Americans Say NO to Illegal Aliens Being Housed in Their Communities

By Marguerite Telford on July 2, 2014

Tens of thousands of illegal aliens are being transported across the country to stay at facilities for unspecified periods of time, at the taxpayers' expense. An estimated two-thirds of these aliens are adults with children, and one-third are unaccompanied minors, mostly males between the ages of 14-17. Americans, angered by the government's unwillingness to stop the flow, are losing patience, as seen by the protests in California. Angry protestors blocked the road to buses headed for a facility in Murrieta carrying close to 150 illegal aliens who had arrived from Texas on a charter flight. Unable to pass, the three buses changed their route and went to another facility. The buses contained the first of several groups of illegal aliens who were to be transported to this area.

The local mayor, Alan Long, said at a press conference prior to the confrontation, "Murrieta expects our government to enforce our laws, including the deportation of illegal immigrants caught crossing our borders, not disperse them into our local communities." Most Americans would agree.

Illegal minors are being released to what one hopes are family members or are being found foster care. How long will this take? If neither is found, what happens? One can safely assume none of these minors will ever leave the United States, and it appears an estimated 90,000 will be entering this year.

In most cases, alien adults and families are being released and given a date to report to a local Immigration and Customs Enforcement (ICE) office. Of course, a majority of these individuals will disappear into the community and ignore the requirements. They know from word of mouth that they can unlawfully enter and remain in this country without any repercussions. Not showing up at ICE or immigration court carries no enforced penalty. Presently, close to 900,000 illegal aliens reside in this country who have been ordered deported by a court, yet they remain.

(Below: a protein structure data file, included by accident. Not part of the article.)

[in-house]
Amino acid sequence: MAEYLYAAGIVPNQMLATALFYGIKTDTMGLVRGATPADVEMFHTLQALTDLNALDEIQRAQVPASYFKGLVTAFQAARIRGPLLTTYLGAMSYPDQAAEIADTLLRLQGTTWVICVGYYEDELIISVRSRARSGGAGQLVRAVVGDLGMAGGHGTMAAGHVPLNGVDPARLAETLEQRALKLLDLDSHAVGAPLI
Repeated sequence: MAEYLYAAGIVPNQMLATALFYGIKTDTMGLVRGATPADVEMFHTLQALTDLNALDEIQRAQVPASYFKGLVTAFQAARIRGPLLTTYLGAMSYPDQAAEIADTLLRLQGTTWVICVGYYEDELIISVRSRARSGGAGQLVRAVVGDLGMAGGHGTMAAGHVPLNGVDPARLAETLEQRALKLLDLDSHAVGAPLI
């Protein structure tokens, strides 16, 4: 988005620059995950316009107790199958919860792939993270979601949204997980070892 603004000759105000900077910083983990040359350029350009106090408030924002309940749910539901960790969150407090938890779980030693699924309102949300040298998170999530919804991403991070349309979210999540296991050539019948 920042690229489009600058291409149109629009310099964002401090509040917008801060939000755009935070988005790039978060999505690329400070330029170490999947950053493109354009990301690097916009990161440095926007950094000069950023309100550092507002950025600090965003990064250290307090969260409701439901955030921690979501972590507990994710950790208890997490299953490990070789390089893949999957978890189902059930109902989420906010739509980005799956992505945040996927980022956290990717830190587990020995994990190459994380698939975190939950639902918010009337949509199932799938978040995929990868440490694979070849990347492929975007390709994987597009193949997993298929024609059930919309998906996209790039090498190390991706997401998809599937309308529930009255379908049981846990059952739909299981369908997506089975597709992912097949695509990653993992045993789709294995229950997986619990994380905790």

So why are Americans, widely known as one of the most welcoming people in the world, acting so inhospitable? Let's see, could it be:

  • National security or crime fears from not knowing the criminal backgrounds of the newcomers?
  • Employment concerns, as they see the next wave of cheap labor entering an already dismal job market?
  • Fiscal concerns, as so many of the aliens will require state and local assistance, despite the $2.3 billion being spent for resettlement?
  • Medical fears based on tens of thousands crossing the border without the exams required of legal immigrants? Maybe some have heard of the multiple swine flu cases discovered or the outbreak of scabies?
  • A growing irritation that U.S. laws are being ignored without any penalty?
  • Concern about their children's education, knowing that the schools and teachers in their area will be overwhelmed with new children who will all need extra assistance? Education comes with a cost as well — an estimated $10,000 to educate a child for one year.

Americans are rightly worried about the impact of so many illegal aliens entering this country. If only the president would appear to notice the valid concerns of the citizens he represents. Thus far, the only people he seems concerned about are the illegal aliens. It looks like some citizens in California have had enough.